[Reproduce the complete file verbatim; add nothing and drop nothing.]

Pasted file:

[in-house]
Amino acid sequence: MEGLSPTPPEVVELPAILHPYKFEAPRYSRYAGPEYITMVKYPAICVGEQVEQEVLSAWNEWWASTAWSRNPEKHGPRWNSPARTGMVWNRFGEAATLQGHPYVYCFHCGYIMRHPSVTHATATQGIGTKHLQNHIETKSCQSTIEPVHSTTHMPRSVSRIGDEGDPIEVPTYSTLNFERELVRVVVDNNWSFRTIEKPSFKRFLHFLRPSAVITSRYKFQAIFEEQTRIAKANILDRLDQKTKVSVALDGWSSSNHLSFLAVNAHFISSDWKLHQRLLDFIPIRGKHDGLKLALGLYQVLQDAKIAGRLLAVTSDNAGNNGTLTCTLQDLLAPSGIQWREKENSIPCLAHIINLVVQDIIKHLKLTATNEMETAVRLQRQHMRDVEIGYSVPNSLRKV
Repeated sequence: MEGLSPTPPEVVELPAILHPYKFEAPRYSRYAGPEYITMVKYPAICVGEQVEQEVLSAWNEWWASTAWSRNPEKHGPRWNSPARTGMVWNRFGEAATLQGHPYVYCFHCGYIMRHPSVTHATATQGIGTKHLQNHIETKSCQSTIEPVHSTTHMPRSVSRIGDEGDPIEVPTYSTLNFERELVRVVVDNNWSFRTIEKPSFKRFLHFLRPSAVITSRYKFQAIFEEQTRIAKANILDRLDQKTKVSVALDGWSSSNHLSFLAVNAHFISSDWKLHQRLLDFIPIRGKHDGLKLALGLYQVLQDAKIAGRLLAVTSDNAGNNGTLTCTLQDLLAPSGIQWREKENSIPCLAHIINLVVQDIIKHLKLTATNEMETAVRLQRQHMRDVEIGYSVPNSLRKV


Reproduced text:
[in-house]
Amino acid sequence: MEGLSPTPPEVVELPAILHPYKFEAPRYSRYAGPEYITMVKYPAICVGEQVEQEVLSAWNEWWASTAWSRNPEKHGPRWNSPARTGMVWNRFGEAATLQGHPYVYCFHCGYIMRHPSVTHATATQGIGTKHLQNHIETKSCQSTIEPVHSTTHMPRSVSRIGDEGDPIEVPTYSTLNFERELVRVVVDNNWSFRTIEKPSFKRFLHFLRPSAVITSRYKFQAIFEEQTRIAKANILDRLDQKTKVSVALDGWSSSNHLSFLAVNAHFISSDWKLHQRLLDFIPIRGKHDGLKLALGLYQVLQDAKIAGRLLAVTSDNAGNNGTLTCTLQDLLAPSGIQWREKENSIPCLAHIINLVVQDIIKHLKLTATNEMETAVRLQRQHMRDVEIGYSVPNSLRKV
Repeated sequence: MEGLSPTPPEVVELPAILHPYKFEAPRYSRYAGPEYITMVKYPAICVGEQVEQEVLSAWNEWWASTAWSRNPEKHGPRWNSPARTGMVWNRFGEAATLQGHPYVYCFHCGYIMRHPSVTHATATQGIGTKHLQNHIETKSCQSTIEPVHSTTHMPRSVSRIGDEGDPIEVPTYSTLNFERELVRVVVDNNWSFRTIEKPSFKRFLHFLRPSAVITSRYKFQAIFEEQTRIAKANILDRLDQKTKVSVALDGWSSSNHLSFLAVNAHFISSDWKLHQRLLDFIPIRGKHDGLKLALGLYQVLQDAKIAGRLLAVTSDNAGNNGTLTCTLQDLLAPSGIQWREKENSIPCLAHIINLVVQDIIKHLKLTATNEMETAVRLQRQHMRDVEIGYSVPNSLRKV